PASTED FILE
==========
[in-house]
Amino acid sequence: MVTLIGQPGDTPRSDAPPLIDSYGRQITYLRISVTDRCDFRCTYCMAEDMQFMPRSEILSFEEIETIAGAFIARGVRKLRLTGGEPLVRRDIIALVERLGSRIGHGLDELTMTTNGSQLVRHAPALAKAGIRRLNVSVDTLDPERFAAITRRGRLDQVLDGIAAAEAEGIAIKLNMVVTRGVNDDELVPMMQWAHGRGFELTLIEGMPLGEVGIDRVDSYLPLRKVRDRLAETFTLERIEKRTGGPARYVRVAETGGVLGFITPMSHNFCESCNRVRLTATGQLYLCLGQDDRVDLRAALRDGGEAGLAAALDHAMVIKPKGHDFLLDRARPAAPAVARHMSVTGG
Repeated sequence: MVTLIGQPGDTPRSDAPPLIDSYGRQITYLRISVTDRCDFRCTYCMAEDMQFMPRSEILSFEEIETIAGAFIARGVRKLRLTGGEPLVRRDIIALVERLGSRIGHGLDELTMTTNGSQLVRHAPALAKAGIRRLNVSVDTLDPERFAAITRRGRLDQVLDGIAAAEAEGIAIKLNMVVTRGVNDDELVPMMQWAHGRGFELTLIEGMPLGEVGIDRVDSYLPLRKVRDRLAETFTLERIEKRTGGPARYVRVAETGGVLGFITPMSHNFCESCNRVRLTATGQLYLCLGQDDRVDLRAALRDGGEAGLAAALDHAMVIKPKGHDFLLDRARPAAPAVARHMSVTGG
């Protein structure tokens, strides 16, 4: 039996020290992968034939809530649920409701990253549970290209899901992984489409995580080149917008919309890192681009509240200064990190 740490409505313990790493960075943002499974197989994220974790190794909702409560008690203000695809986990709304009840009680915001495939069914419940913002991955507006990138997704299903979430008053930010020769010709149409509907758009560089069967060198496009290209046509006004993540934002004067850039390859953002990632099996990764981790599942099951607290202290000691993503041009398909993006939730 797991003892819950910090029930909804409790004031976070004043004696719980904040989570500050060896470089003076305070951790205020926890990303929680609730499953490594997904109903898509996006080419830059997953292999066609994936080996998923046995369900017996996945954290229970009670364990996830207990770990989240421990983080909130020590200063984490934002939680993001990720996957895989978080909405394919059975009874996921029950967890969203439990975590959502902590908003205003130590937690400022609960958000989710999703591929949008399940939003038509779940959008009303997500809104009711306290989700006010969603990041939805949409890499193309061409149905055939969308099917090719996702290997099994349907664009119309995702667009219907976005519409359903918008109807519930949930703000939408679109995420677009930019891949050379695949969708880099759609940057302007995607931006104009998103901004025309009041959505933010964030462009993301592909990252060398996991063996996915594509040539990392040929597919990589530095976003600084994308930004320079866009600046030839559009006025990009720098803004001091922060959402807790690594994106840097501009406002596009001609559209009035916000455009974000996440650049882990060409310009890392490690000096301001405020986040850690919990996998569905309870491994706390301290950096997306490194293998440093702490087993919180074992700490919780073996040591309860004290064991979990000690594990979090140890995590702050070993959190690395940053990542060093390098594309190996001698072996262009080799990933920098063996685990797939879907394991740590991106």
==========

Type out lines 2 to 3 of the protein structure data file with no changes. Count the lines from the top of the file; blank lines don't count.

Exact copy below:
Amino acid sequence: MVTLIGQPGDTPRSDAPPLIDSYGRQITYLRISVTDRCDFRCTYCMAEDMQFMPRSEILSFEEIETIAGAFIARGVRKLRLTGGEPLVRRDIIALVERLGSRIGHGLDELTMTTNGSQLVRHAPALAKAGIRRLNVSVDTLDPERFAAITRRGRLDQVLDGIAAAEAEGIAIKLNMVVTRGVNDDELVPMMQWAHGRGFELTLIEGMPLGEVGIDRVDSYLPLRKVRDRLAETFTLERIEKRTGGPARYVRVAETGGVLGFITPMSHNFCESCNRVRLTATGQLYLCLGQDDRVDLRAALRDGGEAGLAAALDHAMVIKPKGHDFLLDRARPAAPAVARHMSVTGG
Repeated sequence: MVTLIGQPGDTPRSDAPPLIDSYGRQITYLRISVTDRCDFRCTYCMAEDMQFMPRSEILSFEEIETIAGAFIARGVRKLRLTGGEPLVRRDIIALVERLGSRIGHGLDELTMTTNGSQLVRHAPALAKAGIRRLNVSVDTLDPERFAAITRRGRLDQVLDGIAAAEAEGIAIKLNMVVTRGVNDDELVPMMQWAHGRGFELTLIEGMPLGEVGIDRVDSYLPLRKVRDRLAETFTLERIEKRTGGPARYVRVAETGGVLGFITPMSHNFCESCNRVRLTATGQLYLCLGQDDRVDLRAALRDGGEAGLAAALDHAMVIKPKGHDFLLDRARPAAPAVARHMSVTGG